Value Chain Industries For Elephant Population Management


  • Prof Mbaiwa propose elephants, buffaloes’ abattoirs

Hunting and mortality rate alone cannot help reduce the high elephant’s population that Botswana currently has, and this necessitates that other alternatives be employed, like the development of value chain industries to help manage the numbers.

This are the views of Professor Joseph Mbaiwa of the University of Botswana’s Okavango Research Institute (ORI) during the handing over of an office space to Okavango Human & Wildlife Conflict Foundation (OHWCF) by Camp Logic in Maun recently.

Mbaiwa expressed that according to the 2022 Kavango–Zambezi Transfrontier Conservation Area (KAZA) Elephant Survey Report, Botswana holds around 132,000 elephants with 58 % of the animals in Southern Africa being found in the country.

“Elephants multiply at a rate of about 7.2% annually and their mortality rate is low so it cannot do anything to their population. In 1984 we had about 30 000 elephants in Botswana but today the numbers have gone very high,” Mbaiwa emphasised.

He added that even hunting cannot do any harm to the elephant numbers as it contributes a small insignificant percentage.

“The question is how do we manage these elephants, is it not the time that maybe we could be talking about developing value chain industries as part of managing them,” Mbaiwa said suggesting for the establishment an abattoir of non-endangered wild animals such as elephants and buffaloes in Maun. Mbaiwa suggested that processed meat from the abattoir can be sold to communities at a cheaper price.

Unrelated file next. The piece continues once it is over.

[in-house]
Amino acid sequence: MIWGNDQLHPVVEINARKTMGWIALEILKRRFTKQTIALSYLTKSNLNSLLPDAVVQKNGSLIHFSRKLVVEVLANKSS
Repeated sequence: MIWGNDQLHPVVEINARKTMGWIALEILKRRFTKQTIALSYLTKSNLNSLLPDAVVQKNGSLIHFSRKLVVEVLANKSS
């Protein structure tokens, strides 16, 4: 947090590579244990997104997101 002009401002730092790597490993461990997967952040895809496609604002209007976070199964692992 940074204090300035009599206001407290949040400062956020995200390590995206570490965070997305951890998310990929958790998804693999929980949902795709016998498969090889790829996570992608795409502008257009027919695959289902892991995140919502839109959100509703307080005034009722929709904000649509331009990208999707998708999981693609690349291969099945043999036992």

He highlighted that the same used to happen in South Africa, Kruger National Park where elephants and buffaloes were slaughtered for sale while some of the meat was donated to adjacent schools. The abattoir was established for the proper management of problematic animals and also for research purposes. It was equipped to produce fresh meat products such as steaks and sausages for local consumption.

Also as part of the value chain, the professor added that the slaughtered animals’ byproducts such as the skin can also be used to manufacture valuables like shoes, clothes and belts among others.

Meanwhile Mbaiwa noted that human-wildlife conflict and conservation of natural resources are stakeholder issues that all-being government, private sector and communities should be involved in.

“All these stakeholders are participants when it comes to these issues and as participants we need to be seen to be working together. We might be having our own differences and perspectives on how things should be done but when it comes to the conflict itself, all of us should seat down and see how we can manage these elephants,” He emphasised.


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